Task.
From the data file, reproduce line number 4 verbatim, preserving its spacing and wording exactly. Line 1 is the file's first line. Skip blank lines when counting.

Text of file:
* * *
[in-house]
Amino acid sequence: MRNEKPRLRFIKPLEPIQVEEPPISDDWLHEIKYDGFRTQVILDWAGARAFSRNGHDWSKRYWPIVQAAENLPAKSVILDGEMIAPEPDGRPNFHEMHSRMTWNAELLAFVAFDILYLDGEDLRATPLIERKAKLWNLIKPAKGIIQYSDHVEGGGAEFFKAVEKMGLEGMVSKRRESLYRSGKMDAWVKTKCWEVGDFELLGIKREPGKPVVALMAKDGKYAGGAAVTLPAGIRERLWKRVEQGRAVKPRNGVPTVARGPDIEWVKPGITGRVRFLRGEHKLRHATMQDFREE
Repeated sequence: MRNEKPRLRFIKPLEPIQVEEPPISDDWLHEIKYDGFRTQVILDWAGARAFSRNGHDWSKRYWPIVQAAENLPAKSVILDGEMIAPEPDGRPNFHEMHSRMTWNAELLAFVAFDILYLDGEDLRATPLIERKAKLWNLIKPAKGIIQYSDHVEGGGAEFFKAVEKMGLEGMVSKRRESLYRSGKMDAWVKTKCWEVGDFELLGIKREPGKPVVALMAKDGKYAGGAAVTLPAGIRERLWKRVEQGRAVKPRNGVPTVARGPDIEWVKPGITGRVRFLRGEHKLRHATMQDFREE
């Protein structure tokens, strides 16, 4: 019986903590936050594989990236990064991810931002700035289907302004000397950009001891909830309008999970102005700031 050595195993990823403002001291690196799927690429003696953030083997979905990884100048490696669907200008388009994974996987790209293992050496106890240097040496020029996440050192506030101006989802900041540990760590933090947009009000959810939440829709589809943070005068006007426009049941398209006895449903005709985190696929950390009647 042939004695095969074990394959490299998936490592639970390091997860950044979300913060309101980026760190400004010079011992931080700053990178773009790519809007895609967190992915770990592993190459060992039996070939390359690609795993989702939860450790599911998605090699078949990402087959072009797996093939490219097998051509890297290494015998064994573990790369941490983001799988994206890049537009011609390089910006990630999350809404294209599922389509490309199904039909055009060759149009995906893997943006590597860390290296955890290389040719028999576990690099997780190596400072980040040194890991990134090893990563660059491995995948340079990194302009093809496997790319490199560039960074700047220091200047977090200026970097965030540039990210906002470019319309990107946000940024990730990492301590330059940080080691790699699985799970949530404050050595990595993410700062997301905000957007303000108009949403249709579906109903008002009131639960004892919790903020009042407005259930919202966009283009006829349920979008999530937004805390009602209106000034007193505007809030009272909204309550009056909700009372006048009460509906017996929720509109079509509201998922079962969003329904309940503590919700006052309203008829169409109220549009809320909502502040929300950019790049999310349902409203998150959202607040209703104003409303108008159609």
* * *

């Protein structure tokens, strides 16, 4: 019986903590936050594989990236990064991810931002700035289907302004000397950009001891909830309008999970102005700031 050595195993990823403002001291690196799927690429003696953030083997979905990884100048490696669907200008388009994974996987790209293992050496106890240097040496020029996440050192506030101006989802900041540990760590933090947009009000959810939440829709589809943070005068006007426009049941398209006895449903005709985190696929950390009647 042939004695095969074990394959490299998936490592639970390091997860950044979300913060309101980026760190400004010079011992931080700053990178773009790519809007895609967190992915770990592993190459060992039996070939390359690609795993989702939860450790599911998605090699078949990402087959072009797996093939490219097998051509890297290494015998064994573990790369941490983001799988994206890049537009011609390089910006990630999350809404294209599922389509490309199904039909055009060759149009995906893997943006590597860390290296955890290389040719028999576990690099997780190596400072980040040194890991990134090893990563660059491995995948340079990194302009093809496997790319490199560039960074700047220091200047977090200026970097965030540039990210906002470019319309990107946000940024990730990492301590330059940080080691790699699985799970949530404050050595990595993410700062997301905000957007303000108009949403249709579906109903008002009131639960004892919790903020009042407005259930919202966009283009006829349920979008999530937004805390009602209106000034007193505007809030009272909204309550009056909700009372006048009460509906017996929720509109079509509201998922079962969003329904309940503590919700006052309203008829169409109220549009809320909502502040929300950019790049999310349902409203998150959202607040209703104003409303108008159609």